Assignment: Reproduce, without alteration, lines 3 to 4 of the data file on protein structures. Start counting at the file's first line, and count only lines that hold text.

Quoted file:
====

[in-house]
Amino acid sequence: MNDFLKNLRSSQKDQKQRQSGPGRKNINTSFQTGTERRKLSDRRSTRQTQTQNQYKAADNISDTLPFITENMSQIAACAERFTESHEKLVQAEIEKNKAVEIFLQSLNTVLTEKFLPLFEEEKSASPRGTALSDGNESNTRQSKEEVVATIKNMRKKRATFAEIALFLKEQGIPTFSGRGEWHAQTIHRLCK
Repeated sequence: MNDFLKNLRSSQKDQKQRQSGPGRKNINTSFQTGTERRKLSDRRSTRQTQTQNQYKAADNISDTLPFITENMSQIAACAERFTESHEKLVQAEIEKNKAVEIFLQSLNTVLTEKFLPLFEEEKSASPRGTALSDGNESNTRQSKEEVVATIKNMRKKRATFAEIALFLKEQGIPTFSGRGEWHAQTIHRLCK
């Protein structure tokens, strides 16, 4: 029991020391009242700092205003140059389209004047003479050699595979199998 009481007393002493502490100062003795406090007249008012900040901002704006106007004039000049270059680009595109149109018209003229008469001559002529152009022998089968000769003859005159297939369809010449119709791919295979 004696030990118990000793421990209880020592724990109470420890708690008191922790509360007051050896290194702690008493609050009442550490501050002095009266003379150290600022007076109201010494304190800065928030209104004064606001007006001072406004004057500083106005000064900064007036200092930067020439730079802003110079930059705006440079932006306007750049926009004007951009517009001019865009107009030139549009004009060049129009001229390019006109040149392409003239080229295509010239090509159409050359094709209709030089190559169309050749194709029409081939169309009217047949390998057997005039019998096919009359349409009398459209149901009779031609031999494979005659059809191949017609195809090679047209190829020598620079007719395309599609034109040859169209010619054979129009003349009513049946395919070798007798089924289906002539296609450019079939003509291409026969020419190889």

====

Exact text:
Repeated sequence: MNDFLKNLRSSQKDQKQRQSGPGRKNINTSFQTGTERRKLSDRRSTRQTQTQNQYKAADNISDTLPFITENMSQIAACAERFTESHEKLVQAEIEKNKAVEIFLQSLNTVLTEKFLPLFEEEKSASPRGTALSDGNESNTRQSKEEVVATIKNMRKKRATFAEIALFLKEQGIPTFSGRGEWHAQTIHRLCK
């Protein structure tokens, strides 16, 4: 029991020391009242700092205003140059389209004047003479050699595979199998 009481007393002493502490100062003795406090007249008012900040901002704006106007004039000049270059680009595109149109018209003229008469001559002529152009022998089968000769003859005159297939369809010449119709791919295979 004696030990118990000793421990209880020592724990109470420890708690008191922790509360007051050896290194702690008493609050009442550490501050002095009266003379150290600022007076109201010494304190800065928030209104004064606001007006001072406004004057500083106005000064900064007036200092930067020439730079802003110079930059705006440079932006306007750049926009004007951009517009001019865009107009030139549009004009060049129009001229390019006109040149392409003239080229295509010239090509159409050359094709209709030089190559169309050749194709029409081939169309009217047949390998057997005039019998096919009359349409009398459209149901009779031609031999494979005659059809191949017609195809090679047209190829020598620079007719395309599609034109040859169209010619054979129009003349009513049946395919070798007798089924289906002539296609450019079939003509291409026969020419190889």